Incorrect story in The Times on age of criminal responsibility
Today the Times is running an incorrect story which falsely claims that in a recent podcast interview, the Director of Public Prosecutions, Max Hill QC, called for the age of criminal responsibility to be raised.
This is entirely inaccurate and is a misrepresentation of his comments on the issue. When being interviewed for the KidsLaw podcast, the child interviewer asked for his view on the age of criminal responsibility, which begins at 10 years old in England and Wales. In response, the Director of Public Prosecutions made clear that while children are still developing at this age, this does not mean they should not be held responsible when they break the law.
At no point in the interview, which you can listen to here, does he call for the current age of criminal responsibility to be raised. In fact, he repeatedly makes clear that it is for Parliament to decide whether they want to revisit this age. In doing so, he was simply explaining the law not advocating for change.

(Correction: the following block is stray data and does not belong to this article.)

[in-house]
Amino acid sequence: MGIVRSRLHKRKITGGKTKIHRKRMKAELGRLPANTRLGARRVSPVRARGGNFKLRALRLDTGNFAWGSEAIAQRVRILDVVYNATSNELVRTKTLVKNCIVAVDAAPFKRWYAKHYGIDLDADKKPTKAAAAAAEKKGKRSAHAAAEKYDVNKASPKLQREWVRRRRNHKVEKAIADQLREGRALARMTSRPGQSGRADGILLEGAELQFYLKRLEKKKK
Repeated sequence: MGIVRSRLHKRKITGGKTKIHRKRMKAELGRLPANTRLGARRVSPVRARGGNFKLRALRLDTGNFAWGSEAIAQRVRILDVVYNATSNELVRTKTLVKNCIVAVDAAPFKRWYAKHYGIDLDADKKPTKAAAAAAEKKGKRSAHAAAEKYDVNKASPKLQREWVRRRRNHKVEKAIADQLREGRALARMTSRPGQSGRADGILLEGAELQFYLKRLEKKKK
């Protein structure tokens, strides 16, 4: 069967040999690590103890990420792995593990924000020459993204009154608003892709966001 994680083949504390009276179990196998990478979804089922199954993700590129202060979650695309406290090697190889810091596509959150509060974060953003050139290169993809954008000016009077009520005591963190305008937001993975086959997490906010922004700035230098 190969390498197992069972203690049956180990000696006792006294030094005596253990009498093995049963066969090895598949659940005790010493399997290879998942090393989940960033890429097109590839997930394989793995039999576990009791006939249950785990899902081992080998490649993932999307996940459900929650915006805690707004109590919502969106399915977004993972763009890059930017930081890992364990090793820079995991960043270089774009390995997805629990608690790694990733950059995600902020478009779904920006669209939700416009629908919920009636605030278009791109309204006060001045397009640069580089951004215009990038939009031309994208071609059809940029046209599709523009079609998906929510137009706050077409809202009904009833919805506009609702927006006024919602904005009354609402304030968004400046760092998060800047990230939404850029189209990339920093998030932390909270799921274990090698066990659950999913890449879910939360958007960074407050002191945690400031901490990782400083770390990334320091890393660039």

During the interview, Max Hill went on to explain how it is complicated to deal with children who commit crimes and that the criminal justice system must look very carefully at each case, making sure that where we take children to court they are truly responsible for what they’ve done.
Max Hill has extensive experience working on complicated cases such as these, including his successful prosecution in 2006 of Danny and Ricky Preddie, who were convicted of manslaughter after the death of ten-year-old Damilola Taylor in London, 2000. The Preddie brothers were 12 and 13 at the time of the killing.
In England and Wales, children between the ages of 10 and 17 can be arrested and taken to court if they commit a crime. They are treated differently from adults and are dealt with by youth courts, given different sentences and depending on the sentence, can be sent to special secure centres for young people rather than adult prisons.
The CPS is committed to ensuring that the special considerations which apply to cases involving a young offender are enshrined in its working practices and form part of the training of its prosecutors.